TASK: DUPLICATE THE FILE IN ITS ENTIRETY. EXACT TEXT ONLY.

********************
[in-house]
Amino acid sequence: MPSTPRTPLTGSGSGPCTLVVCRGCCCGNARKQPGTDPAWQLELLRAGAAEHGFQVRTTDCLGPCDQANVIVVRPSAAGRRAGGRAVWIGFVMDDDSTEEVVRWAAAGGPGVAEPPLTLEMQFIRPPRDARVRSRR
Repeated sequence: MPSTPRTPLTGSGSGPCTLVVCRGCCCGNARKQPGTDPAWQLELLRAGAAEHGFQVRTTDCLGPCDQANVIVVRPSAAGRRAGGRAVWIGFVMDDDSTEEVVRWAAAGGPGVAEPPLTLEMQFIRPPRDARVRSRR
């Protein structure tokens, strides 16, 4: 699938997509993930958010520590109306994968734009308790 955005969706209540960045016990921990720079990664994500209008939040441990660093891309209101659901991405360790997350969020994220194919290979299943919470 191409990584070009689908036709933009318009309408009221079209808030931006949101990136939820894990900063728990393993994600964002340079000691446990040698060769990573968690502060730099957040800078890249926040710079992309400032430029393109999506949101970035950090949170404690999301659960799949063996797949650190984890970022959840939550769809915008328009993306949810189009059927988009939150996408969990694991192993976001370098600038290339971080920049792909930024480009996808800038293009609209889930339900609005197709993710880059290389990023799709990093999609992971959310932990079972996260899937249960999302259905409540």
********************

[in-house]
Amino acid sequence: MPSTPRTPLTGSGSGPCTLVVCRGCCCGNARKQPGTDPAWQLELLRAGAAEHGFQVRTTDCLGPCDQANVIVVRPSAAGRRAGGRAVWIGFVMDDDSTEEVVRWAAAGGPGVAEPPLTLEMQFIRPPRDARVRSRR
Repeated sequence: MPSTPRTPLTGSGSGPCTLVVCRGCCCGNARKQPGTDPAWQLELLRAGAAEHGFQVRTTDCLGPCDQANVIVVRPSAAGRRAGGRAVWIGFVMDDDSTEEVVRWAAAGGPGVAEPPLTLEMQFIRPPRDARVRSRR
């Protein structure tokens, strides 16, 4: 699938997509993930958010520590109306994968734009308790 955005969706209540960045016990921990720079990664994500209008939040441990660093891309209101659901991405360790997350969020994220194919290979299943919470 191409990584070009689908036709933009318009309408009221079209808030931006949101990136939820894990900063728990393993994600964002340079000691446990040698060769990573968690502060730099957040800078890249926040710079992309400032430029393109999506949101970035950090949170404690999301659960799949063996797949650190984890970022959840939550769809915008328009993306949810189009059927988009939150996408969990694991192993976001370098600038290339971080920049792909930024480009996808800038293009609209889930339900609005197709993710880059290389990023799709990093999609992971959310932990079972996260899937249960999302259905409540």